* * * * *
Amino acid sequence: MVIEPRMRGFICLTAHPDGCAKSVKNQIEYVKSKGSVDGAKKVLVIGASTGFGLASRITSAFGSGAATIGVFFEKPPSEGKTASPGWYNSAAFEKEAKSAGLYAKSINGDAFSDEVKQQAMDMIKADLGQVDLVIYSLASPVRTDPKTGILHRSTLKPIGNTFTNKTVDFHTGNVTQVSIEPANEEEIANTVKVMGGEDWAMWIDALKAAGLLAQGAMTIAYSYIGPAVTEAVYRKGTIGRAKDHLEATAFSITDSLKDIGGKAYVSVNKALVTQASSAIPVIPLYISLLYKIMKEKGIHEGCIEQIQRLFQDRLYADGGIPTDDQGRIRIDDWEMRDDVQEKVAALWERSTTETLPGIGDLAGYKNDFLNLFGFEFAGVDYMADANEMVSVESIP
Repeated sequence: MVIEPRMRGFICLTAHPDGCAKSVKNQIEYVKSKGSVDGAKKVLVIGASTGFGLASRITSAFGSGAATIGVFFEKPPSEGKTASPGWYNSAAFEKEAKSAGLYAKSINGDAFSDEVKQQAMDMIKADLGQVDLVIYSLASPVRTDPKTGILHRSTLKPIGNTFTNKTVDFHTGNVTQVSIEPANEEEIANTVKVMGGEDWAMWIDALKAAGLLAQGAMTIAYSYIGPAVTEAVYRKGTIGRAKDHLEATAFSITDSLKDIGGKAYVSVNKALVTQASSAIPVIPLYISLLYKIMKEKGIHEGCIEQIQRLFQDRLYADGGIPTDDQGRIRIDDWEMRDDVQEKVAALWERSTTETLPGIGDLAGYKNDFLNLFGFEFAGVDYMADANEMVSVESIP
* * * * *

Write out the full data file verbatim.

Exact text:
Amino acid sequence: MVIEPRMRGFICLTAHPDGCAKSVKNQIEYVKSKGSVDGAKKVLVIGASTGFGLASRITSAFGSGAATIGVFFEKPPSEGKTASPGWYNSAAFEKEAKSAGLYAKSINGDAFSDEVKQQAMDMIKADLGQVDLVIYSLASPVRTDPKTGILHRSTLKPIGNTFTNKTVDFHTGNVTQVSIEPANEEEIANTVKVMGGEDWAMWIDALKAAGLLAQGAMTIAYSYIGPAVTEAVYRKGTIGRAKDHLEATAFSITDSLKDIGGKAYVSVNKALVTQASSAIPVIPLYISLLYKIMKEKGIHEGCIEQIQRLFQDRLYADGGIPTDDQGRIRIDDWEMRDDVQEKVAALWERSTTETLPGIGDLAGYKNDFLNLFGFEFAGVDYMADANEMVSVESIP
Repeated sequence: MVIEPRMRGFICLTAHPDGCAKSVKNQIEYVKSKGSVDGAKKVLVIGASTGFGLASRITSAFGSGAATIGVFFEKPPSEGKTASPGWYNSAAFEKEAKSAGLYAKSINGDAFSDEVKQQAMDMIKADLGQVDLVIYSLASPVRTDPKTGILHRSTLKPIGNTFTNKTVDFHTGNVTQVSIEPANEEEIANTVKVMGGEDWAMWIDALKAAGLLAQGAMTIAYSYIGPAVTEAVYRKGTIGRAKDHLEATAFSITDSLKDIGGKAYVSVNKALVTQASSAIPVIPLYISLLYKIMKEKGIHEGCIEQIQRLFQDRLYADGGIPTDDQGRIRIDDWEMRDDVQEKVAALWERSTTETLPGIGDLAGYKNDFLNLFGFEFAGVDYMADANEMVSVESIP